Saturday, 23 March 2013


I've bee thinking a lot about accents this last week. There's an old film on television at the moment with a striking array of bizarre affected accents and this week in some of my classes we discussed the origin of language but how difficult it is to pinpoint how accents came about.
I tend to think I don't really have an accent of my own-my voice is neutral with a slightly American lilt to it (which I am less than fond of). However I have a strong propensity for picking up or imitating accents. If I spend any time with someone who has a strong accent-or a mild one at that-I'll start to speak in a similar tone without really meaning to. Apparently this is a psychological instinct ingrained in me (imitating accents or behaviours-deliberately or not-is a way to convince people of your similarity to them).
It really baffled my mind to try to work out why accents exist though.. especially in countries where the language is the same- living in Dublin there's a marked difference in accents from one side of the city to the other! Yet by logic there is no real reason for these differences in accent. My brothers and I live in the same house and we have different accents.

As a language student accents are of particular importance to me-throughout school I spent a lot of time being driven mad by French and Spanish spoken with a pronounced Dalkey accent-incomprehensible to anyone who actually spoke the language!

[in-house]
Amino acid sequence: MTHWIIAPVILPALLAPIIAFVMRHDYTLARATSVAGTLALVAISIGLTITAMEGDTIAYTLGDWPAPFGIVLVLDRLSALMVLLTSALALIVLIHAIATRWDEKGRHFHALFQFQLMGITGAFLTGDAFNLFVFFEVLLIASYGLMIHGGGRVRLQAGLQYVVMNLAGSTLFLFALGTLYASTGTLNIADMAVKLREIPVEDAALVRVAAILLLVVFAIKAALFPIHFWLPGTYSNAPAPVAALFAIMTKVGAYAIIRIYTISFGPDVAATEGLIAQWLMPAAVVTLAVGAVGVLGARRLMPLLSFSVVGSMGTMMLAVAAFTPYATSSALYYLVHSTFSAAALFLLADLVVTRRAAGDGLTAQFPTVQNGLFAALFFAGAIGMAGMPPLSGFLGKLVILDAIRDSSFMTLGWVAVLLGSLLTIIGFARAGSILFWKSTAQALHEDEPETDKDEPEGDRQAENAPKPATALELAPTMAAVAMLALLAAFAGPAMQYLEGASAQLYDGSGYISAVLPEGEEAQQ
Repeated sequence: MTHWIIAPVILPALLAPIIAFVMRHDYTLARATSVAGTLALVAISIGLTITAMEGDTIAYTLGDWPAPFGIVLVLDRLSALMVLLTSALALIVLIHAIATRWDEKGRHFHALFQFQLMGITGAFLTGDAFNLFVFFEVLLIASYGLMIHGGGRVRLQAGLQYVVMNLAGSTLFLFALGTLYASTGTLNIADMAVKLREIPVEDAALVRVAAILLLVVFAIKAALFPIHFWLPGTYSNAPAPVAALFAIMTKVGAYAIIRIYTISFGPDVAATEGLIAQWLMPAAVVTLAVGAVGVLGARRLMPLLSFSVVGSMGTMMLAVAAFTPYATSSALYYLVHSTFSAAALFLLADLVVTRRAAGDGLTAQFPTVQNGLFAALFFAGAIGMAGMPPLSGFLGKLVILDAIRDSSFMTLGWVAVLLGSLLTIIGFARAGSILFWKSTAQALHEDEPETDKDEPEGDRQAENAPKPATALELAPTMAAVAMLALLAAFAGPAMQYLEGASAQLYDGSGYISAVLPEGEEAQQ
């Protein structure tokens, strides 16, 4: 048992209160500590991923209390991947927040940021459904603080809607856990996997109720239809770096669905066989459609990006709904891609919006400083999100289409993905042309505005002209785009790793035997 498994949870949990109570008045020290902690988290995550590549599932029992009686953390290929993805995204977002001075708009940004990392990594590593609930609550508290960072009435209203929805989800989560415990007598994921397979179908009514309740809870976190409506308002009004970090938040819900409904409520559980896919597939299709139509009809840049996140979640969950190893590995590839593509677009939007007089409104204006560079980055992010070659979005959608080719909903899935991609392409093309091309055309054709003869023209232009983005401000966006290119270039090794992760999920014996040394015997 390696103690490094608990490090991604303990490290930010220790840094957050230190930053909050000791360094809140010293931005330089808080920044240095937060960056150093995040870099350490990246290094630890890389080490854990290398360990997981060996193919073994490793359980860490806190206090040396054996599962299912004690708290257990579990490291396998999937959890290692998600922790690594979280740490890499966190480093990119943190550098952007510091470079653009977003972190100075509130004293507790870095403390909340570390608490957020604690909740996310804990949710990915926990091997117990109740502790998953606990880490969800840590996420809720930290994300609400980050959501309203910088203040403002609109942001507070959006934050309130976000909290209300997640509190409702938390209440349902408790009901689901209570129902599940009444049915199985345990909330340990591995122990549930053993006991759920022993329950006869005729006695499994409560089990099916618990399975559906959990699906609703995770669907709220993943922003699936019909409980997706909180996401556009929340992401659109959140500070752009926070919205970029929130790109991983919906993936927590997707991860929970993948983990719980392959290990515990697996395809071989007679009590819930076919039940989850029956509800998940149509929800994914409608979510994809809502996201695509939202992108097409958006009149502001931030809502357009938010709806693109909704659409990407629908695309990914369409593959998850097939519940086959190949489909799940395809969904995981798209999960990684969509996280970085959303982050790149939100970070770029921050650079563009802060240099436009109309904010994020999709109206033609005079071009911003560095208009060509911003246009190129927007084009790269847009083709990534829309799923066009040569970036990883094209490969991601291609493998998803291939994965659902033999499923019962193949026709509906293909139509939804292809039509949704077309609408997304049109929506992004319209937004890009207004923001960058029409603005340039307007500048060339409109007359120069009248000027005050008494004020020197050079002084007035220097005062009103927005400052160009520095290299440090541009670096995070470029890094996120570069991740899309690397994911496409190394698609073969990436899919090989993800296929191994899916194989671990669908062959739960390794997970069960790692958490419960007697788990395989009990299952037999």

While in Spain I was asked if I was from a different area of Spain as my Spanish wasn't spoken with the southern accent prominent in Cadiz (at least I was convincing enough to sound Spanish!).

Sound is supposed to be one of the strongest memory triggers-even stringer than visual stimulants-meaning that a person's tone, accent and rhythm of talking are an essential part of how we form an attachment to them and remember them. Most people have certain accents that they can't stand and others that appeal to them most delectably! I find particularly harsh British accents awful to listen to but love the sound of the northern Irish accent. It's similar to how people find some languages lovely to listen to and others harsh. I love the sound of German (though I find it a little on the funny side!) but found the forcefulness of Korean wearing when I was studying it.

To my mind I just have to presume that accents are just another manifestation of the supreme variation of the human race in its many-splendoured uniqueness!

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